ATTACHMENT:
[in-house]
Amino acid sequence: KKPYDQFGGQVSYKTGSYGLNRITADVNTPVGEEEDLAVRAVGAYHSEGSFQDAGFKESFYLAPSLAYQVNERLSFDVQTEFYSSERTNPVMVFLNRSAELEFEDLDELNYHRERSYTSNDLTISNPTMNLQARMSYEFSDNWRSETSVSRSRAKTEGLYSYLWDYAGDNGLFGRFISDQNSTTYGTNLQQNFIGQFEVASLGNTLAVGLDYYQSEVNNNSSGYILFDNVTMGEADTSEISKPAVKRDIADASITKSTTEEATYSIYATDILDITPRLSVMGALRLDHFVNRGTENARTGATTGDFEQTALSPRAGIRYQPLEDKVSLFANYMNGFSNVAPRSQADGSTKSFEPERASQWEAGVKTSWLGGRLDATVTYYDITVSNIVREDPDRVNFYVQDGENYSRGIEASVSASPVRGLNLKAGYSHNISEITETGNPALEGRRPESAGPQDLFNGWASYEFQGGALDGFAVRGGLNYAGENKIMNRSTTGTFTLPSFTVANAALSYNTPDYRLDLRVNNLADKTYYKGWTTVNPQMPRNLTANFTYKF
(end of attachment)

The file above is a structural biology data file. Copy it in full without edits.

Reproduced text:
[in-house]
Amino acid sequence: KKPYDQFGGQVSYKTGSYGLNRITADVNTPVGEEEDLAVRAVGAYHSEGSFQDAGFKESFYLAPSLAYQVNERLSFDVQTEFYSSERTNPVMVFLNRSAELEFEDLDELNYHRERSYTSNDLTISNPTMNLQARMSYEFSDNWRSETSVSRSRAKTEGLYSYLWDYAGDNGLFGRFISDQNSTTYGTNLQQNFIGQFEVASLGNTLAVGLDYYQSEVNNNSSGYILFDNVTMGEADTSEISKPAVKRDIADASITKSTTEEATYSIYATDILDITPRLSVMGALRLDHFVNRGTENARTGATTGDFEQTALSPRAGIRYQPLEDKVSLFANYMNGFSNVAPRSQADGSTKSFEPERASQWEAGVKTSWLGGRLDATVTYYDITVSNIVREDPDRVNFYVQDGENYSRGIEASVSASPVRGLNLKAGYSHNISEITETGNPALEGRRPESAGPQDLFNGWASYEFQGGALDGFAVRGGLNYAGENKIMNRSTTGTFTLPSFTVANAALSYNTPDYRLDLRVNNLADKTYYKGWTTVNPQMPRNLTANFTYKF